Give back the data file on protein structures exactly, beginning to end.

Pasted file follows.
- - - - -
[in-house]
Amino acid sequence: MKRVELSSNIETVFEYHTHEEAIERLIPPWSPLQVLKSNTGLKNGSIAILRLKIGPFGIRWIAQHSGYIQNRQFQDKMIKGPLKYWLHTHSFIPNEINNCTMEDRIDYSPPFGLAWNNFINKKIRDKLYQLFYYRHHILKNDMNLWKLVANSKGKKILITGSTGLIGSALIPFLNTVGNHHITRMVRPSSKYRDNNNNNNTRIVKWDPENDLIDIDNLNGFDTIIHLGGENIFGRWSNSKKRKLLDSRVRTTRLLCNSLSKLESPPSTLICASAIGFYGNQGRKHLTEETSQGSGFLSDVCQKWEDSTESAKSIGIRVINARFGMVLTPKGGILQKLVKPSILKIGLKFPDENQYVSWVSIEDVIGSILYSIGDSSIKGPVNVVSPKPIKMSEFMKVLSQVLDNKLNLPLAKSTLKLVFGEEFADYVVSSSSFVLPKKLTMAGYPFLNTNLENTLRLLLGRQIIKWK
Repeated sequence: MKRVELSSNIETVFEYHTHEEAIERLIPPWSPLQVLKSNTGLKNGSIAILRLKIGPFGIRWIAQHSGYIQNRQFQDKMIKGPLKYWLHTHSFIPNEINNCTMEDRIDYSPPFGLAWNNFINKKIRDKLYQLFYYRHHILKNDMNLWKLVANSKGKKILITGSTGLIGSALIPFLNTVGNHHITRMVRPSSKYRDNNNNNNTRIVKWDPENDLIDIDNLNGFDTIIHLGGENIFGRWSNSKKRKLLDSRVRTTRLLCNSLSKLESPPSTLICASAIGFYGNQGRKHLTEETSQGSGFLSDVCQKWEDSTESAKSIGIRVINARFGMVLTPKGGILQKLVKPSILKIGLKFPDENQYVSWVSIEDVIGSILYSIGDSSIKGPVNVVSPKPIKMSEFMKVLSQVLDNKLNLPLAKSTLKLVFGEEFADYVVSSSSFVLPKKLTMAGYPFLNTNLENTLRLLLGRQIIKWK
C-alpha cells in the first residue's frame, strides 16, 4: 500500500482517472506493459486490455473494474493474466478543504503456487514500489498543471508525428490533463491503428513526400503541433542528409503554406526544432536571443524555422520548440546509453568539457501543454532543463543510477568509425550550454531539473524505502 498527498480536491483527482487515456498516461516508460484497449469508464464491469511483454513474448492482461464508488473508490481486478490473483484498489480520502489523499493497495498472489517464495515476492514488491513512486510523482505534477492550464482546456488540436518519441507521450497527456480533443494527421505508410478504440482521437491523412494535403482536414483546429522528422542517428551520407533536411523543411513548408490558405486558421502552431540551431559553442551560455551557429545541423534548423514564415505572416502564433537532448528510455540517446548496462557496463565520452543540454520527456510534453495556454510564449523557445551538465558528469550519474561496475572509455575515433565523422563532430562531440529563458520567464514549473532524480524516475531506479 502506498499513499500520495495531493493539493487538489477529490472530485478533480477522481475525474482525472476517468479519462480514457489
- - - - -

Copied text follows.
[in-house]
Amino acid sequence: MKRVELSSNIETVFEYHTHEEAIERLIPPWSPLQVLKSNTGLKNGSIAILRLKIGPFGIRWIAQHSGYIQNRQFQDKMIKGPLKYWLHTHSFIPNEINNCTMEDRIDYSPPFGLAWNNFINKKIRDKLYQLFYYRHHILKNDMNLWKLVANSKGKKILITGSTGLIGSALIPFLNTVGNHHITRMVRPSSKYRDNNNNNNTRIVKWDPENDLIDIDNLNGFDTIIHLGGENIFGRWSNSKKRKLLDSRVRTTRLLCNSLSKLESPPSTLICASAIGFYGNQGRKHLTEETSQGSGFLSDVCQKWEDSTESAKSIGIRVINARFGMVLTPKGGILQKLVKPSILKIGLKFPDENQYVSWVSIEDVIGSILYSIGDSSIKGPVNVVSPKPIKMSEFMKVLSQVLDNKLNLPLAKSTLKLVFGEEFADYVVSSSSFVLPKKLTMAGYPFLNTNLENTLRLLLGRQIIKWK
Repeated sequence: MKRVELSSNIETVFEYHTHEEAIERLIPPWSPLQVLKSNTGLKNGSIAILRLKIGPFGIRWIAQHSGYIQNRQFQDKMIKGPLKYWLHTHSFIPNEINNCTMEDRIDYSPPFGLAWNNFINKKIRDKLYQLFYYRHHILKNDMNLWKLVANSKGKKILITGSTGLIGSALIPFLNTVGNHHITRMVRPSSKYRDNNNNNNTRIVKWDPENDLIDIDNLNGFDTIIHLGGENIFGRWSNSKKRKLLDSRVRTTRLLCNSLSKLESPPSTLICASAIGFYGNQGRKHLTEETSQGSGFLSDVCQKWEDSTESAKSIGIRVINARFGMVLTPKGGILQKLVKPSILKIGLKFPDENQYVSWVSIEDVIGSILYSIGDSSIKGPVNVVSPKPIKMSEFMKVLSQVLDNKLNLPLAKSTLKLVFGEEFADYVVSSSSFVLPKKLTMAGYPFLNTNLENTLRLLLGRQIIKWK
C-alpha cells in the first residue's frame, strides 16, 4: 500500500482517472506493459486490455473494474493474466478543504503456487514500489498543471508525428490533463491503428513526400503541433542528409503554406526544432536571443524555422520548440546509453568539457501543454532543463543510477568509425550550454531539473524505502 498527498480536491483527482487515456498516461516508460484497449469508464464491469511483454513474448492482461464508488473508490481486478490473483484498489480520502489523499493497495498472489517464495515476492514488491513512486510523482505534477492550464482546456488540436518519441507521450497527456480533443494527421505508410478504440482521437491523412494535403482536414483546429522528422542517428551520407533536411523543411513548408490558405486558421502552431540551431559553442551560455551557429545541423534548423514564415505572416502564433537532448528510455540517446548496462557496463565520452543540454520527456510534453495556454510564449523557445551538465558528469550519474561496475572509455575515433565523422563532430562531440529563458520567464514549473532524480524516475531506479 502506498499513499500520495495531493493539493487538489477529490472530485478533480477522481475525474482525472476517468479519462480514457489